Ko tangata takahi manuhiri, ko te marae puehu:
Insult the visitor and you contaminate the marae.
This magnificent whakatauakī (saying) reveals an understanding that something connects us with each other. The wairua (spirit) of each us comes from the same Source. Because of this understanding, in the Māori world, manaakitanga (hospitality) is key to welcoming visitors onto a marae. Real hospitality is when you are made to feel you belong. Anything less in the Maori world is an insult to those who visit and this reflects on their marae.
In her book, Aroha, Dr Elder suggests that manaakitanga is experienced with the provision of food, always plenty and delicious and that it is evident in the touch of a hand, a hug and expressions of kindness. I’d like to suggest that this is living out what is symbolised in one of the formalities on the marae, namely the hongi: “hōmai tou iho, kia whakakotahi to taua wairua, give me your nose that our spirits might be one”.
Thinking in terms of our spirits being united takes us beautifully to something in Catholicism we term ‘The Mystical Body of Christ’. Through our baptism and the Resurrection of Jesus our spirits are united in a sacred way. We are one body in Christ.
In my current parish we had a baptismal font carved from a tree trunk. It was heavy and difficult to move around. After two Māori parishioners altered it to make it easily movable we decided to cut a piece off the trunk to correct the height. At the rededication one of the craftsmen explained that the piece taken off must always remain beside the font, for the wairua of those who had been baptised at this font is always around. Such understanding and belief shows an incredible depth of humanity’s oneness with each other, both on the natural and spiritual level.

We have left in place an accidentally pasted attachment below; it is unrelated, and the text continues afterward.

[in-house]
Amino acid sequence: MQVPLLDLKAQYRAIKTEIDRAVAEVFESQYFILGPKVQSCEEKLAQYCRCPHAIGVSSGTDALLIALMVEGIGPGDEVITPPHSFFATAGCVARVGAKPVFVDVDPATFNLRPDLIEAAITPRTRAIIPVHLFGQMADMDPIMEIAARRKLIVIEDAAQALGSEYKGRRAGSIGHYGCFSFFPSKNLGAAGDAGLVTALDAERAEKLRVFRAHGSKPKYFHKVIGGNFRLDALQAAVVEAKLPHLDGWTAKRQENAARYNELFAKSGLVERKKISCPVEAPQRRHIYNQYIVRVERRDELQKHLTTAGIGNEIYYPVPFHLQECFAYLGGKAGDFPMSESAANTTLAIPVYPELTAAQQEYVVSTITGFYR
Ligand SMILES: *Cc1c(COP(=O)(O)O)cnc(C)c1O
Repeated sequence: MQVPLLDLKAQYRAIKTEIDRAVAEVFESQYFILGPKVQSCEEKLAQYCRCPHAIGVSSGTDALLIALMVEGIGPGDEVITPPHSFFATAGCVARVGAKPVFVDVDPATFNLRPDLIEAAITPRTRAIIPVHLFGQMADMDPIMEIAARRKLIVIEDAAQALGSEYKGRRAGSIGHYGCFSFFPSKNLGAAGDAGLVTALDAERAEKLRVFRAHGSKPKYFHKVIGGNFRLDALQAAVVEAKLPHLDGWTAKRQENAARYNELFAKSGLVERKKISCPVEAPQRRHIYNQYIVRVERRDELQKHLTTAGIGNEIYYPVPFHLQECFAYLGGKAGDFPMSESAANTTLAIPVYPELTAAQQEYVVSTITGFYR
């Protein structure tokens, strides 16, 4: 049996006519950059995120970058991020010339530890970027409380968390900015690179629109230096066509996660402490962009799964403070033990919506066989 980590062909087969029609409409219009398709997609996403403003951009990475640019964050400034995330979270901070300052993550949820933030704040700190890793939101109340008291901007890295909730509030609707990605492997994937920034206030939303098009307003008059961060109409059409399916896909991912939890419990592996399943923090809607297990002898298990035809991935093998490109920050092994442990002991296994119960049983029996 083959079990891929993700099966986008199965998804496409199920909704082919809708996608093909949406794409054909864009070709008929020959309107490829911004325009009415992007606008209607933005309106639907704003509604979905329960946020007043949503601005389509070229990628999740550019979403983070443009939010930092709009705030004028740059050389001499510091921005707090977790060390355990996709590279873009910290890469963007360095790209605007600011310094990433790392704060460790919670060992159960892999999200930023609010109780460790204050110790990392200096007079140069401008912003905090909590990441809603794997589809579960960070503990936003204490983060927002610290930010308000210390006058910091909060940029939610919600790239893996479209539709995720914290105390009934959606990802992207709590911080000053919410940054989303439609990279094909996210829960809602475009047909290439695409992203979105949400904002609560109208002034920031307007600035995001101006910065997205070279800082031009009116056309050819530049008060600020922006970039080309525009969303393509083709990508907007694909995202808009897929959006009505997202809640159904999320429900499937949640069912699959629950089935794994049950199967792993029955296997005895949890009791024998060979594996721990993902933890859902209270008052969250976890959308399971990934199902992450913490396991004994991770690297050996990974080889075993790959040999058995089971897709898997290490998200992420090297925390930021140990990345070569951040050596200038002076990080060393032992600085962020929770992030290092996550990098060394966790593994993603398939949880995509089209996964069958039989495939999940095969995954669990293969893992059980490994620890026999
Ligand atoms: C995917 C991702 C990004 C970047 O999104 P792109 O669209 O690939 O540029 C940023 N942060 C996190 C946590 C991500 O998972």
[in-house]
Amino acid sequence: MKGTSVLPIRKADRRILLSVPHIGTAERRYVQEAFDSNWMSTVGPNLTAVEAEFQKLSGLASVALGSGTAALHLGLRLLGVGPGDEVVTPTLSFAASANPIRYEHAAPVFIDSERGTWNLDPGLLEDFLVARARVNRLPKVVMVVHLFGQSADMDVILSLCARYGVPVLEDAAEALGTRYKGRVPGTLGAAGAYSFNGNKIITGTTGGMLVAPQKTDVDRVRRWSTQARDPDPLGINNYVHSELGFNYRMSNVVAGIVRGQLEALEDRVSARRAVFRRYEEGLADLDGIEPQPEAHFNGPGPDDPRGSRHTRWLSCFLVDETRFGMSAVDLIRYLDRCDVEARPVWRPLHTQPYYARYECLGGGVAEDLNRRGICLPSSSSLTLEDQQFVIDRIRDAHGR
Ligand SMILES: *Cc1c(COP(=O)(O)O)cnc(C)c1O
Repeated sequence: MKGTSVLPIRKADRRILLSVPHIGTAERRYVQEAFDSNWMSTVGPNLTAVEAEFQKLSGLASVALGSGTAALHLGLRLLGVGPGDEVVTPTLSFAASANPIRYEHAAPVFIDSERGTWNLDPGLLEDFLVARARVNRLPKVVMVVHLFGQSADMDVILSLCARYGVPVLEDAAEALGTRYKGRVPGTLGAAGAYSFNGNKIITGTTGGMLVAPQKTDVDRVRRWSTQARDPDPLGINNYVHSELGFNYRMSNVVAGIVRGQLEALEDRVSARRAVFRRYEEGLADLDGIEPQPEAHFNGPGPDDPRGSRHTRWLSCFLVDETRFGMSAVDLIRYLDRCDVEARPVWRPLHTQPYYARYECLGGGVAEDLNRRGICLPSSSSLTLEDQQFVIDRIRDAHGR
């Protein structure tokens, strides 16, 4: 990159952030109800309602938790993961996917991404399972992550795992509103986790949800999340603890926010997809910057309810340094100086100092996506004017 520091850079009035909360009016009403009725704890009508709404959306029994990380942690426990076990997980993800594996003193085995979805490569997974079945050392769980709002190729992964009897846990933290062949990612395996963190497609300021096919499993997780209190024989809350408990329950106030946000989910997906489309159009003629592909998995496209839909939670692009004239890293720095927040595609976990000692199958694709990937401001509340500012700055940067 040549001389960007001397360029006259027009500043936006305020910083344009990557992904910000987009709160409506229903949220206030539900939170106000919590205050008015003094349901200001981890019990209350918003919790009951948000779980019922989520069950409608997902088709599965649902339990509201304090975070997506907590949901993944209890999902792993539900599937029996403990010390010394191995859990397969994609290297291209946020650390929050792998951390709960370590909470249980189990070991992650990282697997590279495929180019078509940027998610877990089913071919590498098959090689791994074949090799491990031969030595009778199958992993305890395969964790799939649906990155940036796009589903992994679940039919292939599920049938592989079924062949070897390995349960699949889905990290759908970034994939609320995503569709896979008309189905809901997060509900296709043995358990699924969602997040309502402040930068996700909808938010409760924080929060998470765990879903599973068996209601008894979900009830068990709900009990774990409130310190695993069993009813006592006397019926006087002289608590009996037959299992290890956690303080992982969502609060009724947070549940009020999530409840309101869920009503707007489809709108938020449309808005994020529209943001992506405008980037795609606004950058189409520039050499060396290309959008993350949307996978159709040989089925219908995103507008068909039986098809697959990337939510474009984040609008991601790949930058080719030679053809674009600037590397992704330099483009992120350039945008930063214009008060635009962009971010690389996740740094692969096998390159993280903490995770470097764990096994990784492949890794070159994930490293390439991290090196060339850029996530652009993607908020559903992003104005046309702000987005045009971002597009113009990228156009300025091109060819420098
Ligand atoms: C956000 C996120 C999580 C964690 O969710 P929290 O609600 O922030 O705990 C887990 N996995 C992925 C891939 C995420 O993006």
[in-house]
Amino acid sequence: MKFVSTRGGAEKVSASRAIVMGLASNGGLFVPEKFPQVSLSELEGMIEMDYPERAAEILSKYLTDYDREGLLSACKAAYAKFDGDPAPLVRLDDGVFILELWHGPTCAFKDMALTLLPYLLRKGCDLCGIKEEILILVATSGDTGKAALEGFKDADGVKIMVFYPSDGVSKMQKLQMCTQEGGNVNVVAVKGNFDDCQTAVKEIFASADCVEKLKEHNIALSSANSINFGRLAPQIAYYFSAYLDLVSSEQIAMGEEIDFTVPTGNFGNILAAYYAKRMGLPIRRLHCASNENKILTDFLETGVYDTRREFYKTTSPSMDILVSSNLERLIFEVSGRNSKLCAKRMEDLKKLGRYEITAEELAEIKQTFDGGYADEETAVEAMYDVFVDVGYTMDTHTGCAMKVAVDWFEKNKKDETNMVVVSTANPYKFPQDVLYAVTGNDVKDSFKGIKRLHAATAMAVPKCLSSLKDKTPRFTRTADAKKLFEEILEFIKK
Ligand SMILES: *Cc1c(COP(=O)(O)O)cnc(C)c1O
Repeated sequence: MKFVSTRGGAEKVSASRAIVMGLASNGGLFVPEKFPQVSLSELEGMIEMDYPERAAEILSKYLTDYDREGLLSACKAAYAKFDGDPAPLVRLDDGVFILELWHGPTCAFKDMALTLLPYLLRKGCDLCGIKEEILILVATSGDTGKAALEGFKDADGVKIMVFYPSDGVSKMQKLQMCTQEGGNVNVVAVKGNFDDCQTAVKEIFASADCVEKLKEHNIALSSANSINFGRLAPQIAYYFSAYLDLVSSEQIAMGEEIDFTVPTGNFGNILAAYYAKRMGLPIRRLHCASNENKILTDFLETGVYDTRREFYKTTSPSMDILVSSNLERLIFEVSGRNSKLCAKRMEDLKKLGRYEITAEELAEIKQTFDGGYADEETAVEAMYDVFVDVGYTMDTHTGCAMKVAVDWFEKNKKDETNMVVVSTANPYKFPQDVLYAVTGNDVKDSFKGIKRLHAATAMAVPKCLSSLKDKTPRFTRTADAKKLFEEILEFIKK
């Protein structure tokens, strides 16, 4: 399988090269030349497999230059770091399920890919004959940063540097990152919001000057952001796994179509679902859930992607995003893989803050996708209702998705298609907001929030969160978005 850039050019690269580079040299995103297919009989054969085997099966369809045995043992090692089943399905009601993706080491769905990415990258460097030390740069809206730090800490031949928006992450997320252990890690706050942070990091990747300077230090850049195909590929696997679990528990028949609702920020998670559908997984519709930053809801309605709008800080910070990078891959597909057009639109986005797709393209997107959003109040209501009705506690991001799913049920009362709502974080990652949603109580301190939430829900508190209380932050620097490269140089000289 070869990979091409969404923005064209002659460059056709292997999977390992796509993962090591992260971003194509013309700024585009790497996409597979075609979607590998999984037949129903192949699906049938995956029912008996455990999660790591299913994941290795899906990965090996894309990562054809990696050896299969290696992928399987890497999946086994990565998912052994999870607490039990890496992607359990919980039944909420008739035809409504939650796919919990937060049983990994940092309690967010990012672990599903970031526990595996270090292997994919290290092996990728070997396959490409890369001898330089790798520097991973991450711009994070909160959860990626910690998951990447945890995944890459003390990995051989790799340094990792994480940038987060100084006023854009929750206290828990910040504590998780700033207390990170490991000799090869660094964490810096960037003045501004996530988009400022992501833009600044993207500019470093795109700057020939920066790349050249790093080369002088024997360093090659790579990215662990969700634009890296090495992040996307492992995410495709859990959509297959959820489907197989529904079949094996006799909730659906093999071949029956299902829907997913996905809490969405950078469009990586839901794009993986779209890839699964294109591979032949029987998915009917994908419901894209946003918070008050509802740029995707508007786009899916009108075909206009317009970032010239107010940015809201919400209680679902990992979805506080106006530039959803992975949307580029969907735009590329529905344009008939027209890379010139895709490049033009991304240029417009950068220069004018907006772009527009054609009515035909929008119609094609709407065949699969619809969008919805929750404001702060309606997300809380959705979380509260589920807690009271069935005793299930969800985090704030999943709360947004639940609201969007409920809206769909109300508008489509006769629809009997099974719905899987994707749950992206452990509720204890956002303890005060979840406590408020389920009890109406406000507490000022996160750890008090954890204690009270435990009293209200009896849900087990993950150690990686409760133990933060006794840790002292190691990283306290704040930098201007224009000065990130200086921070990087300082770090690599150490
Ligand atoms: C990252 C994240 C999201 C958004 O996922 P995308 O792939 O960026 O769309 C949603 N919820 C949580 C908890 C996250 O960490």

In the Catholic world we often say: “I will pray for you”, especially when someone is facing some hurdle in life. Nowhere is this more appreciated than at the time of death or serious illness. We do this because we believe we are one with each other in Christ. We take literally the words of Jesus: “As long as you did this to the least of my brothers and sisters children, you did it also to me”.
So you see, to fail to care for the poor with reverence and love, is to contaminate that marae to which we belong, namely, ‘The body of Christ.’
For Vincentians, how, specifically, might we insult the people we serve?
By showing us the sacredness of humanity
We see the sadness of sin
Committed by the way we insult one another.
Fill us with compassion
Let us be a body that welcomes, feeds and reverences
All you have created.